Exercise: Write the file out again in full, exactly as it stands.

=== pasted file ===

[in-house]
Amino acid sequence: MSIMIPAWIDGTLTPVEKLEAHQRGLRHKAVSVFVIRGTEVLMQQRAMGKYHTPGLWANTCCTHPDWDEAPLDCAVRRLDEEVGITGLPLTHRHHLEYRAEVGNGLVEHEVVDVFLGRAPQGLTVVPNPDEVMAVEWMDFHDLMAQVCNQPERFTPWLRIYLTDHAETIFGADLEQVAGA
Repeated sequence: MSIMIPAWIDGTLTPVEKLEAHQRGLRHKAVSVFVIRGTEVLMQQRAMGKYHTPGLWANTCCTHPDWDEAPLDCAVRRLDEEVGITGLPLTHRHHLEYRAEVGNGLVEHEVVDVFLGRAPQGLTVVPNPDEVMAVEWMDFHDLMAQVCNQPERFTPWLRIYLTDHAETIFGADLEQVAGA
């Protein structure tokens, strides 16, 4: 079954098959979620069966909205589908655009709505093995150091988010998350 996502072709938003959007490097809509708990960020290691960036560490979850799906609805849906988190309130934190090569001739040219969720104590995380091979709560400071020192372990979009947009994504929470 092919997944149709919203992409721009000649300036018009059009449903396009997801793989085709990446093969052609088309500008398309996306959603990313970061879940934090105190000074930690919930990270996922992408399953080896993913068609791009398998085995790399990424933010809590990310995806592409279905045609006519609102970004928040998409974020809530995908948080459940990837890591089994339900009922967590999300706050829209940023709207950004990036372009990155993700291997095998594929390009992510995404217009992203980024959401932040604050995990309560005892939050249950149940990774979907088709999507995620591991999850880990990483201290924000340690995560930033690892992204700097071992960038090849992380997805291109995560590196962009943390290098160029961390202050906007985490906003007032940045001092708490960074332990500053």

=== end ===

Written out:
[in-house]
Amino acid sequence: MSIMIPAWIDGTLTPVEKLEAHQRGLRHKAVSVFVIRGTEVLMQQRAMGKYHTPGLWANTCCTHPDWDEAPLDCAVRRLDEEVGITGLPLTHRHHLEYRAEVGNGLVEHEVVDVFLGRAPQGLTVVPNPDEVMAVEWMDFHDLMAQVCNQPERFTPWLRIYLTDHAETIFGADLEQVAGA
Repeated sequence: MSIMIPAWIDGTLTPVEKLEAHQRGLRHKAVSVFVIRGTEVLMQQRAMGKYHTPGLWANTCCTHPDWDEAPLDCAVRRLDEEVGITGLPLTHRHHLEYRAEVGNGLVEHEVVDVFLGRAPQGLTVVPNPDEVMAVEWMDFHDLMAQVCNQPERFTPWLRIYLTDHAETIFGADLEQVAGA
């Protein structure tokens, strides 16, 4: 079954098959979620069966909205589908655009709505093995150091988010998350 996502072709938003959007490097809509708990960020290691960036560490979850799906609805849906988190309130934190090569001739040219969720104590995380091979709560400071020192372990979009947009994504929470 092919997944149709919203992409721009000649300036018009059009449903396009997801793989085709990446093969052609088309500008398309996306959603990313970061879940934090105190000074930690919930990270996922992408399953080896993913068609791009398998085995790399990424933010809590990310995806592409279905045609006519609102970004928040998409974020809530995908948080459940990837890591089994339900009922967590999300706050829209940023709207950004990036372009990155993700291997095998594929390009992510995404217009992203980024959401932040604050995990309560005892939050249950149940990774979907088709999507995620591991999850880990990483201290924000340690995560930033690892992204700097071992960038090849992380997805291109995560590196962009943390290098160029961390202050906007985490906003007032940045001092708490960074332990500053």